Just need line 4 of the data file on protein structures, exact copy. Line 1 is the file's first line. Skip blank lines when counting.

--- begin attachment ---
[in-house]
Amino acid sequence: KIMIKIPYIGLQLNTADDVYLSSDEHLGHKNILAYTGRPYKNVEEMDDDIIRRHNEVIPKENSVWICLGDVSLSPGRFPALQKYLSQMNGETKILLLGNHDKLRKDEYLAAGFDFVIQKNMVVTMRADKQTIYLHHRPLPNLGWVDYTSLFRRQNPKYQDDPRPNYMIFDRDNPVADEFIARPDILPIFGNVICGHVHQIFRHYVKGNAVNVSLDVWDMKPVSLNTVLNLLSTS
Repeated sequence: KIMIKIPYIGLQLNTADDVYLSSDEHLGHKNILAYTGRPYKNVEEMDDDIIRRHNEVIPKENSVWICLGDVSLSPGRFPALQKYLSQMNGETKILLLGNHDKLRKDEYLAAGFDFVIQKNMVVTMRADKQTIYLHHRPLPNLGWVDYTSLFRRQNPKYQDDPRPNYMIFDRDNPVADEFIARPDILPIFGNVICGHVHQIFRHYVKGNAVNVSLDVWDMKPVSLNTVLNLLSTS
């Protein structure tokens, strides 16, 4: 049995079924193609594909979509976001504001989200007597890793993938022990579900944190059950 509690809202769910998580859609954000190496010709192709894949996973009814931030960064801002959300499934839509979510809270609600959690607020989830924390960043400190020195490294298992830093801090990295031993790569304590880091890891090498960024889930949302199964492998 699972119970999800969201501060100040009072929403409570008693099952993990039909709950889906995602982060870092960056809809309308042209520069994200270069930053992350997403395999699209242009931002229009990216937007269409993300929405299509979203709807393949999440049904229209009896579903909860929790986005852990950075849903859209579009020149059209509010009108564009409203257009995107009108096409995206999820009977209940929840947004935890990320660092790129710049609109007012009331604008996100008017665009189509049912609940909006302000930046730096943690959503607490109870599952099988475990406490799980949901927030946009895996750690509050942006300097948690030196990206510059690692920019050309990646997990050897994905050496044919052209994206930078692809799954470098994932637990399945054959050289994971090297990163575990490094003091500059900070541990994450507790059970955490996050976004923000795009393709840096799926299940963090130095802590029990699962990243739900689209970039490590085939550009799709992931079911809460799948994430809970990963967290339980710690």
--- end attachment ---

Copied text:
């Protein structure tokens, strides 16, 4: 049995079924193609594909979509976001504001989200007597890793993938022990579900944190059950 509690809202769910998580859609954000190496010709192709894949996973009814931030960064801002959300499934839509979510809270609600959690607020989830924390960043400190020195490294298992830093801090990295031993790569304590880091890891090498960024889930949302199964492998 699972119970999800969201501060100040009072929403409570008693099952993990039909709950889906995602982060870092960056809809309308042209520069994200270069930053992350997403395999699209242009931002229009990216937007269409993300929405299509979203709807393949999440049904229209009896579903909860929790986005852990950075849903859209579009020149059209509010009108564009409203257009995107009108096409995206999820009977209940929840947004935890990320660092790129710049609109007012009331604008996100008017665009189509049912609940909006302000930046730096943690959503607490109870599952099988475990406490799980949901927030946009895996750690509050942006300097948690030196990206510059690692920019050309990646997990050897994905050496044919052209994206930078692809799954470098994932637990399945054959050289994971090297990163575990490094003091500059900070541990994450507790059970955490996050976004923000795009393709840096799926299940963090130095802590029990699962990243739900689209970039490590085939550009799709992931079911809460799948994430809970990963967290339980710690």